CBS long lauded as the Tiffany of the U.S. networks must be doing something right.
Or is the current ratings ascendancy the result of its competitors doing everything wrong?
Consider the stats: the network increased viewers by one per cent this season to an average of 11.7 million prime time viewers an hour .
OK, I won't mention that in decades past Beverly Hillbillies was attracting 60 million viewers a week.
And I know one CBS star of one CBS sitcom back then whose show got cancelled with a 27 share of the market --it lost three share points from its lead in.
So everything is relative. Wednesday's Upfront meeting in Manhattan showcased many series back for yet another season.
And not to worry --all of them will be bought for hefty prices by Canadian networks and then simulcast on blacked out American channels.
In today's vastly competitive market CBS is only adding three new hour dramas and one new situation comedy.
Big news at CBS series will be its modern day version of Sherlock Holmes titled Elementary starring Johnny Lee Miller and Lucy Liu to run Thursdays at 10.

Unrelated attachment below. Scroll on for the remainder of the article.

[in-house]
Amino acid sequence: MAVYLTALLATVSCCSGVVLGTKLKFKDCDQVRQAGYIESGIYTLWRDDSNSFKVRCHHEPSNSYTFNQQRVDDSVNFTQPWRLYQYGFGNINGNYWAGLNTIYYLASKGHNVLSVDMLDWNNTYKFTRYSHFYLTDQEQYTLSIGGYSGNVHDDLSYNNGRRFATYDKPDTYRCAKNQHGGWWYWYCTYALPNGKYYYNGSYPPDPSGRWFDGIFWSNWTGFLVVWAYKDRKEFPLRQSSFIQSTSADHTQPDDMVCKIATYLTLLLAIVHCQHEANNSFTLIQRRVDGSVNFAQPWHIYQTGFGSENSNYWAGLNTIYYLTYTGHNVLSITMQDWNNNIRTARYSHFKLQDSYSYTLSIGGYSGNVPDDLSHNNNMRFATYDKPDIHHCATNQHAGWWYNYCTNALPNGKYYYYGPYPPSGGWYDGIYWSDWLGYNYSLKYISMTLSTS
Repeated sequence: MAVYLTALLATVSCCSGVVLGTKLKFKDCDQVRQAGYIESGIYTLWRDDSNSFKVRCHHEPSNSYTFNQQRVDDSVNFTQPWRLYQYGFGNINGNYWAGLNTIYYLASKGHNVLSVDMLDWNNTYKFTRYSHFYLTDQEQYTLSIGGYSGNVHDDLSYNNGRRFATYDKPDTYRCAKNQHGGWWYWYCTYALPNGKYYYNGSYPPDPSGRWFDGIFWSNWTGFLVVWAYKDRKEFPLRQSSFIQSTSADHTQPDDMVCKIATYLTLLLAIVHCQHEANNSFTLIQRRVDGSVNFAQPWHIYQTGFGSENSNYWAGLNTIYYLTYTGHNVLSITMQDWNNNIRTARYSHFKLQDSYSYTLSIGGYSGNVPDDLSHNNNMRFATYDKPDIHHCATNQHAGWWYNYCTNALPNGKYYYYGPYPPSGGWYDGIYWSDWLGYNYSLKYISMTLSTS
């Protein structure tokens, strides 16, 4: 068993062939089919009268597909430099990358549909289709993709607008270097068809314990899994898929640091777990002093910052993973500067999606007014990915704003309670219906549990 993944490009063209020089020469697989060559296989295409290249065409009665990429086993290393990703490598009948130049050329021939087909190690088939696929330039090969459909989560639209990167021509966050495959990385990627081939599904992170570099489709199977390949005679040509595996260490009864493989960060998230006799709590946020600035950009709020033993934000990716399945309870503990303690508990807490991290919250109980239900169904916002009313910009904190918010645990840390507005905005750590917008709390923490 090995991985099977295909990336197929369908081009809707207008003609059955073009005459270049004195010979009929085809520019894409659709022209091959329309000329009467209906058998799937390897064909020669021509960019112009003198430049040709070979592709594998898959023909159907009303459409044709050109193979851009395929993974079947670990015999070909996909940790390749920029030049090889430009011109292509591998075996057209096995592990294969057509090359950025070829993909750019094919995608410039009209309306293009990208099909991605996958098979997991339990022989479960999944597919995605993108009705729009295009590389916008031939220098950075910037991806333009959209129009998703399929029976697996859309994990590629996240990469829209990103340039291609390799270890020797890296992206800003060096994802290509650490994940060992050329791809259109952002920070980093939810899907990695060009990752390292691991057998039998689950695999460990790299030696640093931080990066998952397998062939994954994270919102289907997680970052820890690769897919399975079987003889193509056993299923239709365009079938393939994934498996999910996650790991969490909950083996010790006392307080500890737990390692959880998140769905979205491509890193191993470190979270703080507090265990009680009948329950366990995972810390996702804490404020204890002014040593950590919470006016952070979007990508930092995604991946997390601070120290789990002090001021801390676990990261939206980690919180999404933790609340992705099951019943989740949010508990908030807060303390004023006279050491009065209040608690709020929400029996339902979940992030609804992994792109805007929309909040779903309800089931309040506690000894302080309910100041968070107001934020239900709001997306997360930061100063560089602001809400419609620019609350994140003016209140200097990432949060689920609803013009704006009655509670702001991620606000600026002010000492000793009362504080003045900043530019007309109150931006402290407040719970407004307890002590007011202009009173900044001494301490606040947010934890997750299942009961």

Dennis Quaid makes his TV series debut in Vegas all about legendary sheriff Ralph Lamb --Vegas is a title that's been around the block a few times. Michael Chilkis from the Shield co-stars.
The third new drama, Made In Jersey, looks at a working class lawyer trying to fit into a stuffy Manhattan law office.
CBS says it will move its new hit Two Broke Girls from 8.30 to 9 on Mondays and the rapidly aging Two And A Half Men moves to Thursdays at 8:30.
CBS says it definitely plans on keeping The Good wife on Sundays at 9 where it slipped a bit in the ratings.
And there'll be two midseason replacements: Golden Boy about New York city's youngest police commissioner and a sitcom Friend Me about two buds who relocate from Indiana to Los Angeles.
Industry naysayers feel CBS may be coasting with two many old series on the schedule which could start bleeding viewers before suitable replacements can be found.